• In the classical spirit of the OSCE, efforts should be made to restore the indivisibility of security in Europe as the central guideline, especially in the relations between Russia and the EP countries.
  • The necessary building of trust between the OSCE member states should be addressed in a structured dialogue, amongst other things by revitalization of the arms control talks.
  • Despite all its shortcomings, there is no other organization in Europe whose status and legitimacy is comparable to the OSCE.
  1. The OSCE and the global migration crisis:
    challenges and responses

  • Global migration and the refugee crisis are one of the most urgent new challenges which Europe faces today.


  • Unlimited and uncontrolled migration accompanied by failed integration are serious security risks for Europe. Successful integration of the refugees who are granted asylum is of great importance.


  • The countries of the Northern Hemisphere should try to reduce push factors for migration in cooperation with the countries of origin.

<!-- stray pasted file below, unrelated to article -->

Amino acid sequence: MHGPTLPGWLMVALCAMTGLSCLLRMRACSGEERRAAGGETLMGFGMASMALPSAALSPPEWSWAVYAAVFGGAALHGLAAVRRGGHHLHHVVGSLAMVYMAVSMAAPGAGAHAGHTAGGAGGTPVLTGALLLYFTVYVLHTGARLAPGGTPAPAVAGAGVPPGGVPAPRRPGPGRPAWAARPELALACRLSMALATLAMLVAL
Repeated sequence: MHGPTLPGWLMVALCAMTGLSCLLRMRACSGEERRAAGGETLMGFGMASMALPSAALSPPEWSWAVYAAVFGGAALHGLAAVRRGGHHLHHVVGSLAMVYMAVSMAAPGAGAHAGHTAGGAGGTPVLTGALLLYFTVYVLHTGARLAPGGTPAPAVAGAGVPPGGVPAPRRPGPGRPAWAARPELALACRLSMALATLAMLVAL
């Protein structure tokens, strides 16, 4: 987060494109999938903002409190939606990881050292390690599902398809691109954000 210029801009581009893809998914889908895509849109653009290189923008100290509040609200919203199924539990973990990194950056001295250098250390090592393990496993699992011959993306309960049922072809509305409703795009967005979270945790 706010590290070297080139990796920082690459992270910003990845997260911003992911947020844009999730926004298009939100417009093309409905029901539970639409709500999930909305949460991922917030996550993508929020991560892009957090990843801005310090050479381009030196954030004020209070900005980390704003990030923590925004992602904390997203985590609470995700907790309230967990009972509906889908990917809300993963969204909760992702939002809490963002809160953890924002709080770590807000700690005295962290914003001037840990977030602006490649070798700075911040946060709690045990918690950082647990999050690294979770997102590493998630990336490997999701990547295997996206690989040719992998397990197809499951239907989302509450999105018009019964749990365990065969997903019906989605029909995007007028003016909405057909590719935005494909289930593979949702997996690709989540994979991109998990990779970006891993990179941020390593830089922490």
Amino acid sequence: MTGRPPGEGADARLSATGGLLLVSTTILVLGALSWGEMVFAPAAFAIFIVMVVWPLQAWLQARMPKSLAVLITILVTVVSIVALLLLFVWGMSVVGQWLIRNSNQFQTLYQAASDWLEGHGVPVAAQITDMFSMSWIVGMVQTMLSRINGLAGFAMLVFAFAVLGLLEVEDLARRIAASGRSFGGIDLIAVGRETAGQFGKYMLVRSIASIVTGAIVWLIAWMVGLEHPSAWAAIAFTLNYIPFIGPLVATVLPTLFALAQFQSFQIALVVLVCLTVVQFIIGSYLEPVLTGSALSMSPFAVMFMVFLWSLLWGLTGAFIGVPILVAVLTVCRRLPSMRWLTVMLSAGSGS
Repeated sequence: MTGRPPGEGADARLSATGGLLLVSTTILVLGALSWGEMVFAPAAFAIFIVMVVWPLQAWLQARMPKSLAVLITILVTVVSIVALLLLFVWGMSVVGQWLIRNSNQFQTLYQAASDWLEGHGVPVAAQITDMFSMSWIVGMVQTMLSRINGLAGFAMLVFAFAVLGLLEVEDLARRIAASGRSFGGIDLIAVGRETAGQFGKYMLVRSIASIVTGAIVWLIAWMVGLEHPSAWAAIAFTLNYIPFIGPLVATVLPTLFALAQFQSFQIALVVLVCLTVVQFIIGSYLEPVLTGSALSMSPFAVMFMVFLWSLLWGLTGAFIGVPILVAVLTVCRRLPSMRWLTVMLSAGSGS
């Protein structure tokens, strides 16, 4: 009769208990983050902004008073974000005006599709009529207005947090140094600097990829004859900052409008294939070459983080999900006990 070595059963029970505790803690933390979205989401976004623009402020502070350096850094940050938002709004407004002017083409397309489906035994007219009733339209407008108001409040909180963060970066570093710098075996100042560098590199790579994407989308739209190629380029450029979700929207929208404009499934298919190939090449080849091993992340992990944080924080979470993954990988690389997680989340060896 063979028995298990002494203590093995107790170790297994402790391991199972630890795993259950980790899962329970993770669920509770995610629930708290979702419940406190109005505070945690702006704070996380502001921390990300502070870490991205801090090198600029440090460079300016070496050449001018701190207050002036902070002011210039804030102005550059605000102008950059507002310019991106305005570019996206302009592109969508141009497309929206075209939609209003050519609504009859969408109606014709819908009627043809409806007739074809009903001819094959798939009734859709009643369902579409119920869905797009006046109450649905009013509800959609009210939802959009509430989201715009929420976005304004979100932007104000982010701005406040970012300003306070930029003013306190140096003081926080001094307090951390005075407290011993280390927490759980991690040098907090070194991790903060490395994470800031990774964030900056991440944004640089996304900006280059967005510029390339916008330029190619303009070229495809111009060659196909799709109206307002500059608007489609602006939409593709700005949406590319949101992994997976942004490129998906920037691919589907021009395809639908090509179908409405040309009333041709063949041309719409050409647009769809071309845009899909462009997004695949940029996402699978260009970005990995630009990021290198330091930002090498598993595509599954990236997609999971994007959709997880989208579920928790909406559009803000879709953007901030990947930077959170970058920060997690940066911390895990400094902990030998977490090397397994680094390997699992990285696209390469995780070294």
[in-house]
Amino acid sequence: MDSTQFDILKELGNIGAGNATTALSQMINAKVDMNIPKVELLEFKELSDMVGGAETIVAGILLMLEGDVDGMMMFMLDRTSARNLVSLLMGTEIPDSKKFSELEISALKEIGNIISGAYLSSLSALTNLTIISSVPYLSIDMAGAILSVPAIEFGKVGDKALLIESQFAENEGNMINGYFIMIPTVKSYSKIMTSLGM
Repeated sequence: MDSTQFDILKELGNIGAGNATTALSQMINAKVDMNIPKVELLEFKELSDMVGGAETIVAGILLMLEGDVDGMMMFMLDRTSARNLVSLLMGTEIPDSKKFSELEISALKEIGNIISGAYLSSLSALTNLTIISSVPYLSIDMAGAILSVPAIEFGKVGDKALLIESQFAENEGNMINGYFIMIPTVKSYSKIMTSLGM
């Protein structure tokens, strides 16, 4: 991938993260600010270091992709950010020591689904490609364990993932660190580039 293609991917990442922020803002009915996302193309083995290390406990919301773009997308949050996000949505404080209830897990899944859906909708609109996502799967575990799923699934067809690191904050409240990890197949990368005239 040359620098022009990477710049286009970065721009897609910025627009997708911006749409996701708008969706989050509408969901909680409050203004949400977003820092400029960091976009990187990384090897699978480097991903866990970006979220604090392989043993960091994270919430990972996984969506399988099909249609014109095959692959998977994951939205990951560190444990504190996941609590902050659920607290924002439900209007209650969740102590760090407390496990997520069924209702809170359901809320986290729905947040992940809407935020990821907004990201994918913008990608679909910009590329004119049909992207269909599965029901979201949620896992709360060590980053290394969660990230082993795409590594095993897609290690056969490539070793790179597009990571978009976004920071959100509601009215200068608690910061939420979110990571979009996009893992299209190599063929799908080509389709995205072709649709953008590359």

• The relationship between migration and development policies needs to be rethought. Development aid should be more and more linked to anti-migration policies.


  • In the light of the influx and the integration of refugees, Europe needs a fact-based strategy in order to undertake the necessary institutional reforms and to build up capacities for ensuring social peace. A mixture of humanitarian realism, rule of law and human rights engagement could help to manage Europe´s migration challenges.


  • The OSCE should play a decisive role in dealing with migration and its consequences. Migration is here to stay and affects all OSCE countries. It is a cross-border and multidimensional topic requiring a broad security approach.